ST. PAUL, Minn. — The Minnesota Wild assembled at the Minneapolis-St. Paul airport on Wednesday preparing for their flight to Chicago understanding the uphill climb they face in their first-round playoff series against the top-seeded Blackhawks.
After Tuesday’s 3-0 loss at home, splitting the two games in Minnesota with Chicago, the Wild know the challenges they face. Their focus is on Game 5 Thursday in Chicago, knowing they can’t look at the complete 3-1 deficit they need to overcome.
“We can’t sit here and dwell on what’s happened and we certainly can’t feel sorry for ourselves,” Minnesota coach Mike Yeo said. “This is where we’re at. We got ourselves here, so we’ve got to get ourselves out of it.”
It was the same concept from the players. They aren’t looking beyond Thursday, knowing that without winning Thursday’s game, subsequent games won’t even be a factor.
“You’ve got to narrow your focus,” center Matt Cullen said. “We’ve got to focus on our power play, we’ve got to focus on getting our energy level back to where it was a couple games ago. I think we see that when we do that, we can win and be very successful. For us, you just got to focus on that, focus on the small things that you have to do to be good. The rest will take care of itself.”
Minnesota can look directly at the power play as “what might have been” in the series. The Wild were 0 of 6 on the power play in Tuesday’s loss and are now 0 of 15 with the man advantage in the series, the only team in the playoffs yet to score on the power play while having the fourth most power play time.
On Tuesday, Minnesota had 68 total shots compared to just 46 for the skilled Blackhawks. But with Chicago blocking 26 shots and the Wild firing wide 17 times, Minnesota only ended up with 25 shots on goal, one more than Chicago.
“Probably if you would have told us before the game that we would have had 68 shot attempts, we would have signed up for that,” Yeo said. “Certainly when you’re squeezing the stick a little bit as we are, and as some of our players are right now, you hang on to the puck a little bit longer. You give them that extra half-second to get into that shot lane. Or maybe you’re trying to be a little too precise with your shot and the next thing you know, you’re missing the net. We just have to kind of clear the mechanism so to speak, and refocus and push all that stuff aside and just go into that game tomorrow with the right focus.”
The Wild finished the season 16th in the league on the power play, converting 17.9 percent of their chances. In a tight series, and facing the league’s best defensive team and second-best offensive team in the regular season, Minnesota needs to convert its power-play chances.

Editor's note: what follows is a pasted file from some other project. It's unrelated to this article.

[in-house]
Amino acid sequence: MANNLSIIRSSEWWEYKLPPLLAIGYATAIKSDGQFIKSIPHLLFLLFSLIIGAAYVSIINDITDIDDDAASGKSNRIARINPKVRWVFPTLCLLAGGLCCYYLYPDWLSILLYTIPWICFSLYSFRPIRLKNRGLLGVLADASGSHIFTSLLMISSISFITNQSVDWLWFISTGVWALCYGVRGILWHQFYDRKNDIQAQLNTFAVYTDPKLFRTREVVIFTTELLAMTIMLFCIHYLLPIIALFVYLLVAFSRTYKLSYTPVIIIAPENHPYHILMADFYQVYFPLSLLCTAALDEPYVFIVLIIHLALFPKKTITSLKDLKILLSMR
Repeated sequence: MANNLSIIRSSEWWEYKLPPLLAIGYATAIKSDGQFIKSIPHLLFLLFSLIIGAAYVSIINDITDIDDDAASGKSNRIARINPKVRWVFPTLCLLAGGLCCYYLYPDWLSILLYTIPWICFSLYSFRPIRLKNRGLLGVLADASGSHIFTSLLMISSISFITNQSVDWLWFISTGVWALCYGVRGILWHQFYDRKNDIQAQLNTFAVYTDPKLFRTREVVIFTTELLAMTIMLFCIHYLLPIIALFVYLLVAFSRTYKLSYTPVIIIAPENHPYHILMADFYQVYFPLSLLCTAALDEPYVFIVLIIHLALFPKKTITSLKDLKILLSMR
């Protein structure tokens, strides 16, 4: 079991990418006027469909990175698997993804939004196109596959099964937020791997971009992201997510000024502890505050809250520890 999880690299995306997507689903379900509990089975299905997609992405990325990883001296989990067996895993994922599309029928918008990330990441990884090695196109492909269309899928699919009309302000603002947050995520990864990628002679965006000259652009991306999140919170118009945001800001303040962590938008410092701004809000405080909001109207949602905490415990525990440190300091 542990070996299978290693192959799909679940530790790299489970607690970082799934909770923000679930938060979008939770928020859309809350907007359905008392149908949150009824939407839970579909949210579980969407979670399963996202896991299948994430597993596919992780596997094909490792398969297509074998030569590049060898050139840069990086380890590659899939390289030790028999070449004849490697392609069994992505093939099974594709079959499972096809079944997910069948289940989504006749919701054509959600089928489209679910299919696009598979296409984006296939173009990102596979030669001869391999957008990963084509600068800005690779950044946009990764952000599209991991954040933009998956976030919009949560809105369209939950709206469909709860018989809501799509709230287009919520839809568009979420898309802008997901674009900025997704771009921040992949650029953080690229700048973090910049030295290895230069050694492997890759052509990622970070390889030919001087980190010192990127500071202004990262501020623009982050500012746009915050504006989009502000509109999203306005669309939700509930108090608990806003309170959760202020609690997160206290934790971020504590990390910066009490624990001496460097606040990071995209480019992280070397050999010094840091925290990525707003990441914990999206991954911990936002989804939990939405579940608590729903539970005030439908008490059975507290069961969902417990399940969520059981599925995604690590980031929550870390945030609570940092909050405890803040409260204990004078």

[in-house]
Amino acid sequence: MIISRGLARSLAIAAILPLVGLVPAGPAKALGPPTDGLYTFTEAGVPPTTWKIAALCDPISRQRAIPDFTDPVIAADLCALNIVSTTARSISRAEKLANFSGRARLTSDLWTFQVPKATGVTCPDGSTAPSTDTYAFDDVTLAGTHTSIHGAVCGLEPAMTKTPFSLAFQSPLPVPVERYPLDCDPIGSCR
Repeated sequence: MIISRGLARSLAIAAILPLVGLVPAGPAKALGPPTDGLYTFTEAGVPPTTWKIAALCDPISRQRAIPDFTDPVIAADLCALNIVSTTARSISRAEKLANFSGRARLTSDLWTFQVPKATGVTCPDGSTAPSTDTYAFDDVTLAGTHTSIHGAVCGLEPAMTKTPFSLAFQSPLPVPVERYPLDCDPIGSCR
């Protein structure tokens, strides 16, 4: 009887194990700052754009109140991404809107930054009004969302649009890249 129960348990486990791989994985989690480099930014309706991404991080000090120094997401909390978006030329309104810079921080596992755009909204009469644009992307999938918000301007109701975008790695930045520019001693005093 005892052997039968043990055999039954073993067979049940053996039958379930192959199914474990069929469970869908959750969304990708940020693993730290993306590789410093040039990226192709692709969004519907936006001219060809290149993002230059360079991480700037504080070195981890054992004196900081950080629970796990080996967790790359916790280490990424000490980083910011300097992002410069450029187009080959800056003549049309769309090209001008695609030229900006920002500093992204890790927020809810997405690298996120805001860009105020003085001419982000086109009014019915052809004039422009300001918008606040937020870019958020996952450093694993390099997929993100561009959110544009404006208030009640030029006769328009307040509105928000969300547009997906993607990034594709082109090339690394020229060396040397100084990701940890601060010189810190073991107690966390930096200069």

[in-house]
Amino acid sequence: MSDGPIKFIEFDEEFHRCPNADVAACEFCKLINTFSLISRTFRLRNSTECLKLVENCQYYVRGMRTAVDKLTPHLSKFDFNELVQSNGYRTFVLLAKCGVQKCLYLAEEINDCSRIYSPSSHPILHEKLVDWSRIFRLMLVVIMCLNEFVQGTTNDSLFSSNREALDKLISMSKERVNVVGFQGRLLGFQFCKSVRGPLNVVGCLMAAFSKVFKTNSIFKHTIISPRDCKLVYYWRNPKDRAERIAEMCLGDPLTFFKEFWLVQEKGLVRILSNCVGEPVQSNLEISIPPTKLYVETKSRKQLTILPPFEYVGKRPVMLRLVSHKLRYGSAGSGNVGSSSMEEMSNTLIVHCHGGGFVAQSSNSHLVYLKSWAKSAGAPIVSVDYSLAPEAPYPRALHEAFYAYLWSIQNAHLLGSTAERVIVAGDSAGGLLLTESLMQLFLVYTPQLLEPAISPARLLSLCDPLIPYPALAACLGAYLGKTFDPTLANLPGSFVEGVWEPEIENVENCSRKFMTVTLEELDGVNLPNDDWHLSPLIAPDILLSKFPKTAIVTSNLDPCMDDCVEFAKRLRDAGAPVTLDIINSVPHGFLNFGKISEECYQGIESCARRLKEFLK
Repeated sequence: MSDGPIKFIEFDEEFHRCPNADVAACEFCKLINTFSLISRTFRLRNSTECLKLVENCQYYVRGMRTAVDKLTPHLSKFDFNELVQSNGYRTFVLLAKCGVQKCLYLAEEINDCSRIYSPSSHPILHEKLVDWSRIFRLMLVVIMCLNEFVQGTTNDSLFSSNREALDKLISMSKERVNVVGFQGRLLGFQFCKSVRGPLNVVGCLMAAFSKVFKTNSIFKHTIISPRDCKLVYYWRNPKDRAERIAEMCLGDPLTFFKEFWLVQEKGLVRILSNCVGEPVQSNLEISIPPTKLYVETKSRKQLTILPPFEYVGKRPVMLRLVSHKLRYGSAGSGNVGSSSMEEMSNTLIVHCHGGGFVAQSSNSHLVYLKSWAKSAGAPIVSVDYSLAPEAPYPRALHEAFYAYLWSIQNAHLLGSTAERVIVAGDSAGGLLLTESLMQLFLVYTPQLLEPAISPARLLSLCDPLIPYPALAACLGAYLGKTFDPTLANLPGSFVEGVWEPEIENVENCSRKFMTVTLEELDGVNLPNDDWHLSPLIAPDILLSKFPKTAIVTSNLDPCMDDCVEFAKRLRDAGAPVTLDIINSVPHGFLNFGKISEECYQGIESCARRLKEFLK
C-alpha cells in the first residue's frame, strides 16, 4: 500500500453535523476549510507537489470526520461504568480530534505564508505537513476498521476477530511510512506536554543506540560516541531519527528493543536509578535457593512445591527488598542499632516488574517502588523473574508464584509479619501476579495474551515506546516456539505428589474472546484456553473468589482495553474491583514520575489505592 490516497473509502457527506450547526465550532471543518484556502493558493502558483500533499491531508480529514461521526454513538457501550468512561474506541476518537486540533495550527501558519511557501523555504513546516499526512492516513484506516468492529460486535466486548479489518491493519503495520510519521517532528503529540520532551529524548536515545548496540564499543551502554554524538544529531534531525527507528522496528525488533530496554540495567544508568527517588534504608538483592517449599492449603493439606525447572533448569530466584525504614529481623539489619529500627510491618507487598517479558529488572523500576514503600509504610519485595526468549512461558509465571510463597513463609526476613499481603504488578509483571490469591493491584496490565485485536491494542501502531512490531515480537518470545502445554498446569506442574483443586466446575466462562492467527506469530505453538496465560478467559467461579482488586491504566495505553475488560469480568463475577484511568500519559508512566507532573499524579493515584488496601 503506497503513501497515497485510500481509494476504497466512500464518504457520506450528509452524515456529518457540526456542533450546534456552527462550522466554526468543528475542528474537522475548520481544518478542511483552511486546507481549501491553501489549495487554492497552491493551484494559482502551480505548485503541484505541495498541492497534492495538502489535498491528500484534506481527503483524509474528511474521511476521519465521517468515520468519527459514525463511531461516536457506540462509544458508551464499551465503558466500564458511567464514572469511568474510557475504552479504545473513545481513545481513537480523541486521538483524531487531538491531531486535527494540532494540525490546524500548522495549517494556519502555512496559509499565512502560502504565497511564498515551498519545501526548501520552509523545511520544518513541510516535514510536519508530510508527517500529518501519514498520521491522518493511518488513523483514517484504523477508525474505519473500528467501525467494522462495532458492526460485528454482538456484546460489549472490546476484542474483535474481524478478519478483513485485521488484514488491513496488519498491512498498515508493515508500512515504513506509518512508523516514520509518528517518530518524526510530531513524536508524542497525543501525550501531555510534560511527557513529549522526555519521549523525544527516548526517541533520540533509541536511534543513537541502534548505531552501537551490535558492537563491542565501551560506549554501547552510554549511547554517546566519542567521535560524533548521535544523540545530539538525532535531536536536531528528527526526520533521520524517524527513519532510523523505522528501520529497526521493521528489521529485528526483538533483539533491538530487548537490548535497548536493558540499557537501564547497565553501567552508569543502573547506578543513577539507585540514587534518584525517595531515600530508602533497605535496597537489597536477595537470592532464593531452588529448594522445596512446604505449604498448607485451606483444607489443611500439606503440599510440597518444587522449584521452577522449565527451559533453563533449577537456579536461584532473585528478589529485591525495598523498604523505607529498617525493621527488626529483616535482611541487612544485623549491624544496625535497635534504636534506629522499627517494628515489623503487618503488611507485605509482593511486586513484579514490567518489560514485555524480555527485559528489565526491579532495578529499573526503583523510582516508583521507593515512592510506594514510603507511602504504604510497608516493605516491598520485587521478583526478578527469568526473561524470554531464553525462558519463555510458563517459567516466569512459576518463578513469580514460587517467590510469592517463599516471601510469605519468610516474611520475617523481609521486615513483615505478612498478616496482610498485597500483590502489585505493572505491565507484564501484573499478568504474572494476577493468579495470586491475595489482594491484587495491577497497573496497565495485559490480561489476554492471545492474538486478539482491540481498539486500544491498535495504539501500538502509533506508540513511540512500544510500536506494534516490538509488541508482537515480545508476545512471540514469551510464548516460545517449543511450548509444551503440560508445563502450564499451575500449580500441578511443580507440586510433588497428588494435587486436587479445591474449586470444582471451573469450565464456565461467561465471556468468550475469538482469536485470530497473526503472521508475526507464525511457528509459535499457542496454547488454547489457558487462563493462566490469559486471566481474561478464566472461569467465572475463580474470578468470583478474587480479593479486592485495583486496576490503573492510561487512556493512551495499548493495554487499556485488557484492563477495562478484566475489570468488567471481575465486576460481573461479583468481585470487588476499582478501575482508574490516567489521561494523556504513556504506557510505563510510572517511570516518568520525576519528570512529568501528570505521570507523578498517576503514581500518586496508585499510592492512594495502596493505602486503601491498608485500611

Yeo described Tuesday night’s game as “hanging there for us.” Even after the team lost goaltender Josh Harding to an injury and rookie Darcy Kuemper gave up a goal on the first shot he faced, the Wild still had their chances to turn the tide in the game and gain momentum in the series. The power-play kept them from changing the outlook of the series.
“We can talk about execution and missed opportunities, but we have to do something on our side,” Yeo said of the power-play unit. “As a coaching staff we have to make some adjustments here. Again, I’m not going to get into it whether its personnel, whether it’s tactical, but we have to do something on our part to give our players a good chance to succeed there.”
Center Kyle Brodziak said more movement is need. Playing on the power play now, Brodziak said he can draw on his experience playing on the penalty kill to demonstrate what is needed on the power play.
“Speaking from a penalty-kill perspective, the hardest power plays to defend against are the ones that are moving because it’s almost impossible to keep track of everyone when there’s so much movement, and that’s when it throws guys out of lanes,” Brodziak said. “And I think that maybe at times we got a little too stationary and it becomes a little too easy to get in those shooting lanes. Yeah, the more movement, not only puck movement but guys have to be working, and then you create those 2-on-1s against guys and that’s where you’re going to open up lanes and be able to get more clear shots.”
Now Minnesota hopes to recapture a bit of history. The Wild are 7-3 in franchise history in playoff elimination games and have twice won series when facing a 3-1 deficit as they do Thursday. Even this team, when facing a must-win situation in the regular-season finale, put forth one of its most complete efforts of the season in beating Colorado.
“It’s got to be good,” Brodziak said of the team’s attitude. “We can’t be hanging our heads. It’s desperation time now. There’s no room for sulking or anything like that. Our backs are up against the wall and now we’ve got to fight for our lives.”